Moray: About 2.5 miles south and east of Dufftown, on minor road east of A941, just west of River Fiddich, north of Ben Main, at Auchindoun.
HES NJ 348374 OS: 28 AB55 4DX
OPEN: Access at all reasonable times: footpath is steep and may be muddy – view from exterior only.
Tel: 01667 460232 Web: www.historicenvironment.scot
Standing in a prominent position with fine views, Auchindoun Castle is a ruined and somewhat grim L-plan tower house. It rises to three storeys and probably formerly a garret, and includes work
from the 15th century. The walls are pierced by gunloops. A courtyard, with a round tower, encloses the tower, and ruined ranges of buildings housed a kitchen and brewhouse.
The basement of the tower was vaulted, and contained cellars, including the wine-cellar with a small stair to the floor above. A turnpike stair, in one corner, led up to the vaulted hall on the first floor. There were private chambers in the wing and on the floors above.
‘Achindoun’ is marked on Pont’s map of Strathspey and is depicted as a large L-plan tower of for storeys on a hill.
The existing castle was built for John, Earl of Mar, who was murdered by his brother, James III, at Craigmillar Castle. It is said to have passed to Thomas (or Robert) Cochrane, a reputed master mason, one of James III’s favourites. In 1482 he was hanged from Lauder Bridge by nobles led by Archibald ‘Bell the Cat’ Douglas, Earl of Angus.
The castle was acquired by the Ogilvies, but by 1535 had been sold to the Gordons. In 1571 a party of Gordons, led by Adam Gordon of Auchindoun, besieged Corgarff (or Towie) Castle during a feud with the Forbeses. Corgarff was burnt, killing Margaret Campbell, wife of the Master of Forbes, and her family and retainers, totalling 27 folk as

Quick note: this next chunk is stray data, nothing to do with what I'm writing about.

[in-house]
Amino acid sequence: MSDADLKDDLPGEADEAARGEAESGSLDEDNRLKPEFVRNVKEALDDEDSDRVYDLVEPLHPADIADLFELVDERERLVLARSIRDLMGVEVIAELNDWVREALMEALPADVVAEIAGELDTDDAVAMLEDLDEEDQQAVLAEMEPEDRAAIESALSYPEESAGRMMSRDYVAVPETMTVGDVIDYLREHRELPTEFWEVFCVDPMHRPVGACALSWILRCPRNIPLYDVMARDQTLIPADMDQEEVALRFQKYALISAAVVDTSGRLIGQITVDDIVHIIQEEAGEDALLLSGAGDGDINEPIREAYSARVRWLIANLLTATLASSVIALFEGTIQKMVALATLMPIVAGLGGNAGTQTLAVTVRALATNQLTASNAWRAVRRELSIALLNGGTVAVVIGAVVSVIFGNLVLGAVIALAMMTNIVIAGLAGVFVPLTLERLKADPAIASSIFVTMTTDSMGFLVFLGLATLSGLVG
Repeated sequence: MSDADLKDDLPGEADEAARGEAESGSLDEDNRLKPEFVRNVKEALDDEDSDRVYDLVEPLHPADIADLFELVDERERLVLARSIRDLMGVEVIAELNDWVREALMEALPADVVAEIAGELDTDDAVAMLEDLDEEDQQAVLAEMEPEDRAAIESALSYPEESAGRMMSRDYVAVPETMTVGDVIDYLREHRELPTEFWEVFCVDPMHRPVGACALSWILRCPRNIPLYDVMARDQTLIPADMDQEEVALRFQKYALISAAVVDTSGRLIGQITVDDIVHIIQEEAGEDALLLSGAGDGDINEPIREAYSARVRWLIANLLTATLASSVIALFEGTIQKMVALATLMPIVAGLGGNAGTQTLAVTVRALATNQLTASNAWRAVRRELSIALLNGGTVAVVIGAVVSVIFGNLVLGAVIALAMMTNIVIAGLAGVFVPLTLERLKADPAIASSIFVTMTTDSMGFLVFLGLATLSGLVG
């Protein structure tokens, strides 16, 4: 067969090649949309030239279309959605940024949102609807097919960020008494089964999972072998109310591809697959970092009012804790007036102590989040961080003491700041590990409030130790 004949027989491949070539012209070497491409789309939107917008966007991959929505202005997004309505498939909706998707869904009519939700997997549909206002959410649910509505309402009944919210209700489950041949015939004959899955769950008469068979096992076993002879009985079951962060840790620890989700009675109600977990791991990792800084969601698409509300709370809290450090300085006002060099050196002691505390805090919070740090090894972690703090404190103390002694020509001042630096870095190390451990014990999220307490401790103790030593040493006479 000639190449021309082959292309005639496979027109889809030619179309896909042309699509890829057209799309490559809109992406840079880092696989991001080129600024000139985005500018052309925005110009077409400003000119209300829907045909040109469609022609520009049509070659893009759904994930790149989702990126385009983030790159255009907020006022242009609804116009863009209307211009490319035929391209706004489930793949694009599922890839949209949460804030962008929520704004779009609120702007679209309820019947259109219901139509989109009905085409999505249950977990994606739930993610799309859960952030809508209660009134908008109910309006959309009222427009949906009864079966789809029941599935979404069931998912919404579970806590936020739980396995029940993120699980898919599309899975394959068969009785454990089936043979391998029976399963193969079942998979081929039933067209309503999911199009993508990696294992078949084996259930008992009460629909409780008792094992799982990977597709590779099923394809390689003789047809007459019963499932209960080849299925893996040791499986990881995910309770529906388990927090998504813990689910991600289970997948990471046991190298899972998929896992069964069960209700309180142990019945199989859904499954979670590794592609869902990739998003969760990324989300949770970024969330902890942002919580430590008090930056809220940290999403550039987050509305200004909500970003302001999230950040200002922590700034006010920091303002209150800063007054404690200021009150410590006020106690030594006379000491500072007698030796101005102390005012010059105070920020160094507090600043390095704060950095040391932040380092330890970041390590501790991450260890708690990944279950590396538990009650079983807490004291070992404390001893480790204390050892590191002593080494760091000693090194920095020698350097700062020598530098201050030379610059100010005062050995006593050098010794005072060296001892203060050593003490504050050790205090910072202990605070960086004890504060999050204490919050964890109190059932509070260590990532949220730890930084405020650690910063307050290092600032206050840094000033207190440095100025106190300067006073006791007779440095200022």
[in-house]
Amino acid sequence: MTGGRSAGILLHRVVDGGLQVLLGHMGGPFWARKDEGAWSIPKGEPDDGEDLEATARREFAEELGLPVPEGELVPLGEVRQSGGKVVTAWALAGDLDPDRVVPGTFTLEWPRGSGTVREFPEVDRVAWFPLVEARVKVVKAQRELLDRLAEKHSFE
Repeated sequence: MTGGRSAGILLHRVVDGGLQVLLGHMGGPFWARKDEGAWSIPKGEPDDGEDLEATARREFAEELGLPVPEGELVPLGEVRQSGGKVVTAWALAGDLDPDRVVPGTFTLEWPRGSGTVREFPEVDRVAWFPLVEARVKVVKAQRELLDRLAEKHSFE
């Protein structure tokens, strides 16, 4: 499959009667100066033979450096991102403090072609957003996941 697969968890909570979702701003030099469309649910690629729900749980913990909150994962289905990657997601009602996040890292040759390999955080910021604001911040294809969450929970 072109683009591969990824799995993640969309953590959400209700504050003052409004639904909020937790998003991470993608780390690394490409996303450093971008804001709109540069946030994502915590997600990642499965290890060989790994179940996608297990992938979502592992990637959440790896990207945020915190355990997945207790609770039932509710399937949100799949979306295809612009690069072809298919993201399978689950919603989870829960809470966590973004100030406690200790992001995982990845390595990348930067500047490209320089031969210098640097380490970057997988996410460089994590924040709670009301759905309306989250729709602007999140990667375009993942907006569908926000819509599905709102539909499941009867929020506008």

told in the old ballad ‘Edom o’ Gordon’. Auchindoun may have been burnt itself, either in 1544 or 1671 depending on the story, the tale told in the old ballad ‘Fair Helen of Auchindoun’. It is a
relief to know that those of us not blessed with fair face or bonnie looks or golden hair rarely get slain in old ballads.
Auchindoun, itself, was sacked again and torched in 1591 by the Mackintoshes in revenge for the murder of the Bonnie Earl o' Moray at Donibristle under the orders of Marquis of Huntly by Sir Patrick Gordon of Auchindoun. William Mackintosh, who led the raid against Auchindoun, was beheaded for the act, and Gordon himself was later killed in 1594 at the Battle of Glenlivet. The castle was restored.
Sir John Gordon of Haddo and John Logie were forfeited in 1644 (and then the Marquis of Huntly in 1645) for among many things seizing Patrick Leslie and others and violently imprisoning them in Auchindoun Castle. The forfeiture was reversed and George Gordon, Marquis of Huntly, had a ratification for the lands in 1681 in which the tower, fortalice, messuage etc is mentioned. The property returned to the Ogilvies, but by 1725 Auchindoun had been partly demolished for materials.
The castle has recently been consolidated.
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